The overlays that highlight 17th century London features are approximate and derived from Wenceslaus Hollar’s maps:

Open location in Google Maps: 51.513333, -0.111944


This text was copied from Wikipedia on 24 April 2024 at 6:10AM.

Essex House, from the Thames, after most of it was demolished

51°30′48″N 0°6′43″W / 51.51333°N 0.11194°W / 51.51333; -0.11194 Essex House was a house that fronted the Strand in London. Originally called Leicester House, it was built around 1575 for Robert Dudley, 1st Earl of Leicester, and was renamed Essex House after being inherited by his stepson, Robert Devereux, 2nd Earl of Essex, after Leicester's death in 1588. The poet Philip Sidney lived in Leicester House for some time.

The property occupied the site where the Outer Temple, part of the London headquarters of the Knights Templar, had previously stood, and was immediately adjacent to the Middle Temple, one of the four Inns of Court.[1] The house was substantial; in 1590, it was recorded as having 42 bedrooms, plus a picture gallery, kitchens, outhouses, a banqueting suite and a chapel.

Essex’s mother, Lettice Knollys, leased out the house for a while, but she moved in later with her new husband, Sir Christopher Blount, as well as her son and his family. After the executions of Blount and Essex in 1601, she continued to live there until her death, leasing part of the house to James Hay, the first Earl of Carlisle. Hay hosted a lavish banquet for the French ambassador in 1621 at Essex House involving sweetmeats costing £500 and ambergris used in cooking costing £300, and the total bill was £3,300.[2]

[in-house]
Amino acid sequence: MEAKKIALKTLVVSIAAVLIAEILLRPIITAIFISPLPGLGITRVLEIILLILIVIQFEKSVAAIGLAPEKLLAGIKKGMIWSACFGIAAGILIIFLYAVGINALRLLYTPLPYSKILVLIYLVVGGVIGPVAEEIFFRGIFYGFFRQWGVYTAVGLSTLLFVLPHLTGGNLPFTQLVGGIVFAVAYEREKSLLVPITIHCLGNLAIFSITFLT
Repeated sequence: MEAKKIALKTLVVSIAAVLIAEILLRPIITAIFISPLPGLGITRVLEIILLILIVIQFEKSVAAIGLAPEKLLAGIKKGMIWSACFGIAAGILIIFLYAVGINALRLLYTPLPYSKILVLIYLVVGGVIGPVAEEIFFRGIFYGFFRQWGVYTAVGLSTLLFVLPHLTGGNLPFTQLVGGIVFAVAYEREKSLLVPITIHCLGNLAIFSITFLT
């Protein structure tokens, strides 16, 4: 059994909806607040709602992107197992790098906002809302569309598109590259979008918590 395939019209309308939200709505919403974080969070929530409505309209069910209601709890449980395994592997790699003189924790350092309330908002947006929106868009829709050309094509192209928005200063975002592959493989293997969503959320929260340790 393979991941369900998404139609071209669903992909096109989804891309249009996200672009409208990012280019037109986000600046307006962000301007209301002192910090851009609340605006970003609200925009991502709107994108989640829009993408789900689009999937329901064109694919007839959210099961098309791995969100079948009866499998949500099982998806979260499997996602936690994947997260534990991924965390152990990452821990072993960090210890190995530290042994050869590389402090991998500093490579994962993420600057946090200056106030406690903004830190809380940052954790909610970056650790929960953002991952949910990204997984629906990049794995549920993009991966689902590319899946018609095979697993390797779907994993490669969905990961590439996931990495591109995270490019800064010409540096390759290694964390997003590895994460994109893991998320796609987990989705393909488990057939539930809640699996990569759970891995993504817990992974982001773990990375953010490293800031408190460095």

The house then became the property of Robert Devereux, 3rd Earl of Essex, who leased part of it to his brother-in-law, William Seymour, 1st Marquess of Hertford. After the English Civil War, the family lost ownership as a result of their debts. Following the Restoration and the death of William Seymour, Sir Orlando Bridgeman lived in the house for a time. When the Duchess of Somerset died in 1674, she left the house to her granddaughter, whose husband, Sir Thomas Thynne, sold it, along with the adjoining lands and properties.

The main part of the house was demolished some time between 1674 and 1679. Essex Street was built on part of the site. One of those buildings was used in the mid-1770s as a Dissenters' meeting house known as the Essex Street Chapel, where Unitarianism was first preached in England. The denominational headquarters are still on the site, now called Essex Hall. Their building footprint is believed to include the Tudor chapel of Essex House.[3]

The house (briefly) hosted the famous Cottonian Library, the "ancestor" of the British Library


  1. ^ Peter Dawkins. The Shakespeare Enigma.
  2. ^ Lawrence Stone, Crisis of the Aristocracy (Oxford, 1965), p. 561.
  3. ^ Chapter 1, The History of Essex Hall by Mortimer Rowe B.A., D.D. Lindsey Press, 1959 Archived 2012-03-26 at the Wayback Machine

Further reading

  • Borer, Mary Cathcart. The City of London: A History. (NY McKay, 1977) (pp 156)
  • Holmes, Martin. Elizabethan London. (London: Cassell, 1969) (pp 90–91)
  • Stow, John. A Survey of London. Reprinted from the Text of 1603. Ed. Charles Lethbridge Kingsford. 2 vols. (Oxford: Clarendon, 1908) pp 2:393-4

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Chart showing the number of references in each month of the diary’s entries.